UPDATED: Cannabis, Texas: How Close Are We to Legalization in the Lone Star State?
Photo by it was 3 a.m. via flickr
Update: Sito Negron, communications director for Senator Jose Rodriguez contacted us to say that while Rodriguez has advocated for a review of our marijuana policies, he never has advocated for its use.
The buzz about cannabis reform is still going strong, well after the very first recreational pot shops in Colorado opened their doors to long lines and sellout crowds. Folks are excited about the impending change, and rightfully so. Marijuana has cleared some major milestones, jumping in some states from outlawed to outright legal, and taking baby-steps toward reform in others.
We all know where Colorado and Washington are on the marijuana reform scale; they're all for legal pot, and it certainly seems to be popular in their respective states. And when you dig through the all of media hype over the success in Colorado, there are signs of political movement toward in other states as well.
But that begs the question; where Texas is at in all of this legalization hubbub? Are we any closer to a rational policy on cannabis use, or will we drag our conservative feet until the other 49 states have come around?
Well, we've got a few of those answers for you in our Cannabis, Texas roundup. Here are the milestones Texas has made in the fight for legalization and decriminalization over the past year. And yes, there's a nod to Kinky Friedman. We like him too.
Texas politicians across party lines voiced their support of the legalization movement.
Photo by dannybirchall via flickr
Highlights of the 2013 political movement:
Texas rep Steve Stockman signed in support of the Respect State Marijuana Laws act, a federal bill that would respect state cannabis laws, much to the surprise of just about everybody, considering his staunchly conservative track record.
Senator Jose Rodriguez of El Paso hosted the Border Legislative Conference, which aims to educate lawmakers in Mexico and Texas about the upside of legalization.
Rodriguez also became the first of the 31 Texas State Senators to voice his support of the cannabis reform movement, which is super awesome. Rodriguez also invited Texas NORML director Cheyanne Weldon to speak on the marijuana legislation and marijuana initiatives during the conference. Who knew El Paso could be so progressive, eh?
Marijuana advocate and Texas legend Kinky Friedman announced his candidacy for Agriculture Commissioner, and noted that cannabis and hemp legalization would be a major priority within his campaign. Not nearly as surprising, but just as awesome. Why the hell not?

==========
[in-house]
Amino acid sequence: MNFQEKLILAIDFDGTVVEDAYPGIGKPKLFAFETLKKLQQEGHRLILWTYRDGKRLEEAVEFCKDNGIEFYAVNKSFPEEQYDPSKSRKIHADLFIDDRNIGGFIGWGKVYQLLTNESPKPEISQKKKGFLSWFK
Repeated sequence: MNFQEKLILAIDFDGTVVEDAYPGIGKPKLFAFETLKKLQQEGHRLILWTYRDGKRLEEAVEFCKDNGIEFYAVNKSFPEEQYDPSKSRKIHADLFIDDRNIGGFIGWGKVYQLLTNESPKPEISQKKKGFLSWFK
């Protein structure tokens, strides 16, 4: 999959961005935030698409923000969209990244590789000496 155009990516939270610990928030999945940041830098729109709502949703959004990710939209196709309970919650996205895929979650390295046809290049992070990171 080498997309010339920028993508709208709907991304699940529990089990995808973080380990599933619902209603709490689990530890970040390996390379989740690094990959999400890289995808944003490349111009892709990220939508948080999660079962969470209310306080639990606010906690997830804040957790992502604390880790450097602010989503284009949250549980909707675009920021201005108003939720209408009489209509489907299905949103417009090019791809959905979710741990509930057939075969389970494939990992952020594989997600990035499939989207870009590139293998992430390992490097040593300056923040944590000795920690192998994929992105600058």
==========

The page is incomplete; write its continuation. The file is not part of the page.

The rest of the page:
Oh, and the Texas Libertarian Party and the League of Women Voters of Texas proudly stated their support for the legalization movement.
There are also a growing number of Texas politicians that support the legalization or decriminalization of marijuana in our great state. Here are the folks who have been working their political tails off to advocate for marijuana
use policy reform:
Congressman Beto O'Rourke
Senator Jose Rodriguez
Senator Steve Stockman
Rep. Harold Dutton, Jr
Rep. Elliot Naishtat
Former State Rep. Miriam Martinez
Former State Rep. Terry Keel
And, of course, the always loveable Kinky Friedman
Two cannabis bills were brought in front of the Texas Lege in 2013. Neither were passed, but more consideration was given to them than in the years past.
HB 184, a bill that was reintroduced by Rep. Harold Dutton, aimed to amend the harsh penalties for possessing marijuana. The bill would have reduced the penalties up to 1 ounce from a Class B misdemeanor, in which you can face 180 days of jail time and a whopping $2,000 fine, to a Class C misdemeanor with a maximum fine of $500 and no jail time. The bill was not voted to calendar for a debate by the full House, unfortunately, which left it dead in the water.
HB 594, a bill reintroduced by Elliot Naishtat, who has been essential in introducing this bill in one form or another over the years, would have changed quite a bit for medical marijuana use in Texas. It is currently illegal for doctors in Texas to discuss the potentials of cannabis use as a medical treatment with their patients, and if they do, they risk losing their medical licenses. HB 594 would have kept that from happening, and also would have allowed patients to present a medical defense -- with physician recommendation, of course -- when facing criminal charges for cannabis possession. Ultimately, the bill wasn't voted on.